Consistent with OLA's mission, the Financial Audit Division works to:
· Promote Accountability, · Strengthen Legislative Oversight, and
· Support Good Financial Management.
Through its Program Evaluation Division, OLA conducts several evaluations each year and one best practices review.
OLA is under the direction of the Legislative Auditor, who is appointed for a six-year term by the Legislative Audit Commission (LAC). The LAC is a bipartisan commission of Representatives and Senators. It annually selects topics for the Program Evaluation Division, but is generally not involved in scheduling financial audits.
All findings, conclusions, and recommendations in reports issued by the Office of the Legislative Auditor are solely the responsibility of the office and may not reflect the views of the LAC, its individual members, or other members of the Minnesota Legislature.
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If you have comments about our work, or you want to suggest an audit, investigation, evaluation, or best practices review, please contact us at 651-296-4708 or by e-mail email@example.comTable of Contents
Status of Prior Audit Issues
Department of Children, Families & Learning's Response
The following members of the Office of the Legislative Auditor prepared the report:
Claudia Gudvangen, CPA Deputy Legislative Auditor
Cecile Ferkul, CPA, CISA Audit Manager
Joan Haskin, CPA, CISA Auditor-in-Charge
Connie Stein Auditor
Irene Hass Auditor
Kristen Poore Auditor
Linda Pha Auditor
We discussed the findings and recommendations with the following representatives of the Department of Children, Families & Learning at the exit conference held on February 25, 2003:
Chas Anderson Assistant Commissioner
Anne Cutler Manager of Learner Options
Patricia King ESEA Program Supervisor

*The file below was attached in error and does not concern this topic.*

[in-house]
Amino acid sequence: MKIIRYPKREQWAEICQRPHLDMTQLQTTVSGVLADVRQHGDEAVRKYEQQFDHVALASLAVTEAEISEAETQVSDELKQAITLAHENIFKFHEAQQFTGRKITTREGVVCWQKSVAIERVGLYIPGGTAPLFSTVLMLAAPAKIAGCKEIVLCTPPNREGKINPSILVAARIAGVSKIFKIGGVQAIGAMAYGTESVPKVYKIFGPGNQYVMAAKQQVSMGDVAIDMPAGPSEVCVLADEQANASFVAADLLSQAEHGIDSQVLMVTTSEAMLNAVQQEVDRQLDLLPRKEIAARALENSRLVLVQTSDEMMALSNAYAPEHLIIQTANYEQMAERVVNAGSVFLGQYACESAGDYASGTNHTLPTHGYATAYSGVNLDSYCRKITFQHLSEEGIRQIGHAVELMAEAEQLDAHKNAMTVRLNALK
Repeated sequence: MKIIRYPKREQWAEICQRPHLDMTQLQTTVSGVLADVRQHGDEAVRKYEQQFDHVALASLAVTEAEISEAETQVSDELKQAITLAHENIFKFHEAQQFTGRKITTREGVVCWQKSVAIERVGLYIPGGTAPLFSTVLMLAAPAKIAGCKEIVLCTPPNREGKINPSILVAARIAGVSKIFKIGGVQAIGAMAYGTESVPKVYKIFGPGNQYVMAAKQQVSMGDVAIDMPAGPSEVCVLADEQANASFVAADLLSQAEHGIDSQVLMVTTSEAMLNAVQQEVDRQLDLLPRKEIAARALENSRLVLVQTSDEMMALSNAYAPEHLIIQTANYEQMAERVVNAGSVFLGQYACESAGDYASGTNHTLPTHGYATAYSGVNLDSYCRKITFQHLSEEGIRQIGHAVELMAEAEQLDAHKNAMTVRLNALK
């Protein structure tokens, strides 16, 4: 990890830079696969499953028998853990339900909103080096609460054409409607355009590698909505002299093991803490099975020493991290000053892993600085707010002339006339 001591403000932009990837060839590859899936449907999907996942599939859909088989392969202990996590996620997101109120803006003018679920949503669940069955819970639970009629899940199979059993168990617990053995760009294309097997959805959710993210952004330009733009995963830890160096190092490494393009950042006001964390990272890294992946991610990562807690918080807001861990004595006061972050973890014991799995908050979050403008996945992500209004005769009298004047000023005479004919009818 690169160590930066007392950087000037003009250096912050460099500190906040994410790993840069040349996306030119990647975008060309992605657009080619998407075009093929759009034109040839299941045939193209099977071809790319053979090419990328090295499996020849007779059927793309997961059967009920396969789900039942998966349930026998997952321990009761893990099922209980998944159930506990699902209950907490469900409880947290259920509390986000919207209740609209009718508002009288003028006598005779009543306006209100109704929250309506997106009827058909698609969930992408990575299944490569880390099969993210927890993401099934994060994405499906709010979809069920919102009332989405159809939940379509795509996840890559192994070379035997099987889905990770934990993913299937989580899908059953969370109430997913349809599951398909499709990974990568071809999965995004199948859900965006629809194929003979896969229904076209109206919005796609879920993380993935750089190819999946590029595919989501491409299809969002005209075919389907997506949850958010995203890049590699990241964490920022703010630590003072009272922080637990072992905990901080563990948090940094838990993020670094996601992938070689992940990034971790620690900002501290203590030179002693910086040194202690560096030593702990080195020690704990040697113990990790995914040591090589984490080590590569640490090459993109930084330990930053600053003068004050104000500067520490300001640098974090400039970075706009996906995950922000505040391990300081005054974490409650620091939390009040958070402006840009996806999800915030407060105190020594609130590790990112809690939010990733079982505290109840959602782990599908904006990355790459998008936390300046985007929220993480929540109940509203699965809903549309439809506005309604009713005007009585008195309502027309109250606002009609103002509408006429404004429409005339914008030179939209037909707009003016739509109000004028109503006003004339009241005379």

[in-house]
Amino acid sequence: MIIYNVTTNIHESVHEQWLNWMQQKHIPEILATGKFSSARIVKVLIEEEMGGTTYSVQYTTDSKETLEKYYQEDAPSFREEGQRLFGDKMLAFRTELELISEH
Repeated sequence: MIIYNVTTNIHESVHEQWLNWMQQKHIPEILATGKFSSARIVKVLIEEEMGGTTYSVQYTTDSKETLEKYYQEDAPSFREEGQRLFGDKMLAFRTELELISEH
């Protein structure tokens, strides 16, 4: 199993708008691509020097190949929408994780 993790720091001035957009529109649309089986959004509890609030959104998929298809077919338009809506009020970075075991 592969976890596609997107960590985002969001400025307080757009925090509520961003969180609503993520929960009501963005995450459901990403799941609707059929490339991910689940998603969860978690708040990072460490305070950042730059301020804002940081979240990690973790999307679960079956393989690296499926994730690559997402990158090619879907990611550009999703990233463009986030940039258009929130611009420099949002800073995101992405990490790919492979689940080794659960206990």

Tammy McGlone Administrative Services Director, Board
of Water & Soil Resources
Key Findings and Recommendations:
The Department of Children, Families & Learning (CFL) relied on one employee to maintain its critical information systems. In fiscal year 2002, these subsystems processed over $5.4 billion of state and federal school aids. Reliance on a single employee's knowledge for the ongoing operation of these critical systems is a significant weakness in the department's internal control structure. We recommended that the department document the design of the systems and that it cross train other programmers to ensure the ongoing maintenance of these critical systems. (Finding 1, page 5)
CFL's contracts with it s test development vendor did not comply with certain contracting policies. CFL repeatedly did not have a contract in place before the start of work by the test development vendor. By allowing the contractor to perform services before the execution of the contract or the encumbrance of funds, the department placed the state at unnecessary risk. We recommended that the department fully execute contracts before allowing work to commence and that the department encumber funds before incurring obligations. (Finding 2, page 5)
The department could not provide documentation to support administrative salaries charged to federal school aid programs. It also could not support all of the figures in its annual State Per Pupil Expenditure report to the federal government. We recommended that the department maintain documentation to support its administrative charges and the figures it uses in its reports to the federal government. (Findings 3 and 4, pages 6 and 7)
CFL did not comply with certain requirements for the Migrant Education Program. It used about $42,000 of Migrant Education funds to reimburse a school district for a portion of a deficit in the school district's summer food service program. The school district's summer food program provided meals to a broader population than children eligible for the Migrant Education Program. We recommended that the department only allow school districts to use Migrant Education funds in accordance with federal requirements, and that it seek reimbursement of the funds paid for meals served to ineligible people. (Finding 5, page 7)
Management letters address internal control weaknesses and noncompliance issues found during our annual audit of the state's financial statements and federally funded programs. The scope of our work in individual agencies is limited. During the fiscal year 2002 audit, our scope at the Department of Children, Families & Learning included state and federal school aid payments, totaling approximately $4.5 billion, and nearly $600 million of federally funded programs, including Title I, Special Education, Child Care, and various nutrition programs. The department's response to our recommendations is included in the report.